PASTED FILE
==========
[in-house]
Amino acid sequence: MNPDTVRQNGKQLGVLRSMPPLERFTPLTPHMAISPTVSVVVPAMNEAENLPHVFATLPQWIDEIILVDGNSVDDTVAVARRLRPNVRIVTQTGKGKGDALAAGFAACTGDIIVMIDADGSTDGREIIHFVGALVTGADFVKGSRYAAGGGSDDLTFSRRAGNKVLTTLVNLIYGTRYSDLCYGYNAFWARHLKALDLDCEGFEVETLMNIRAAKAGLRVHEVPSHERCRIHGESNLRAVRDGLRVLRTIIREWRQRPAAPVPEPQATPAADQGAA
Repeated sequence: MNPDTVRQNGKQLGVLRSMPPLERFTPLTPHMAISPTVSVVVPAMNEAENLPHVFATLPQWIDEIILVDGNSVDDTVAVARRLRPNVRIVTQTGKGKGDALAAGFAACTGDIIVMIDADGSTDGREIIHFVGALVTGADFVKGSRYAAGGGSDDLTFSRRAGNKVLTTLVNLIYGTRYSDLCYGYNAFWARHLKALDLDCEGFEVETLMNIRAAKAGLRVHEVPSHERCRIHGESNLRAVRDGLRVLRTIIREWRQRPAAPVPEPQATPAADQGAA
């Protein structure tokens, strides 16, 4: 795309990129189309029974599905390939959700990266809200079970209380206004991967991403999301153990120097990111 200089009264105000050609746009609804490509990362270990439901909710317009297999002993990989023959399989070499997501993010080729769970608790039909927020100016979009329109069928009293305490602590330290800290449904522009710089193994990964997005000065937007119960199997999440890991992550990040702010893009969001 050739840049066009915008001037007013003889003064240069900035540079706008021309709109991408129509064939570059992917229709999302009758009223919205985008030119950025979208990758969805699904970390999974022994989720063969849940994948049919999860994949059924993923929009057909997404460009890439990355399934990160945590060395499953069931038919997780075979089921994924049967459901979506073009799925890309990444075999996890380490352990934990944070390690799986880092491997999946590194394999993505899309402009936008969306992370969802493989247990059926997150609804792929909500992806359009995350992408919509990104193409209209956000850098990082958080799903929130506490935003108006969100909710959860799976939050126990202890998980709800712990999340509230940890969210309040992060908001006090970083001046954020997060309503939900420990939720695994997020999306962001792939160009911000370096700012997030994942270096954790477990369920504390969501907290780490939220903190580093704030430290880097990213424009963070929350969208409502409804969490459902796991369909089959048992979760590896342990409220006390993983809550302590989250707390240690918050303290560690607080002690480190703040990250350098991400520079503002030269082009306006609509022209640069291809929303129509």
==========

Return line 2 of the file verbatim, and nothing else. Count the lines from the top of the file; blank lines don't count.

Amino acid sequence: MNPDTVRQNGKQLGVLRSMPPLERFTPLTPHMAISPTVSVVVPAMNEAENLPHVFATLPQWIDEIILVDGNSVDDTVAVARRLRPNVRIVTQTGKGKGDALAAGFAACTGDIIVMIDADGSTDGREIIHFVGALVTGADFVKGSRYAAGGGSDDLTFSRRAGNKVLTTLVNLIYGTRYSDLCYGYNAFWARHLKALDLDCEGFEVETLMNIRAAKAGLRVHEVPSHERCRIHGESNLRAVRDGLRVLRTIIREWRQRPAAPVPEPQATPAADQGAA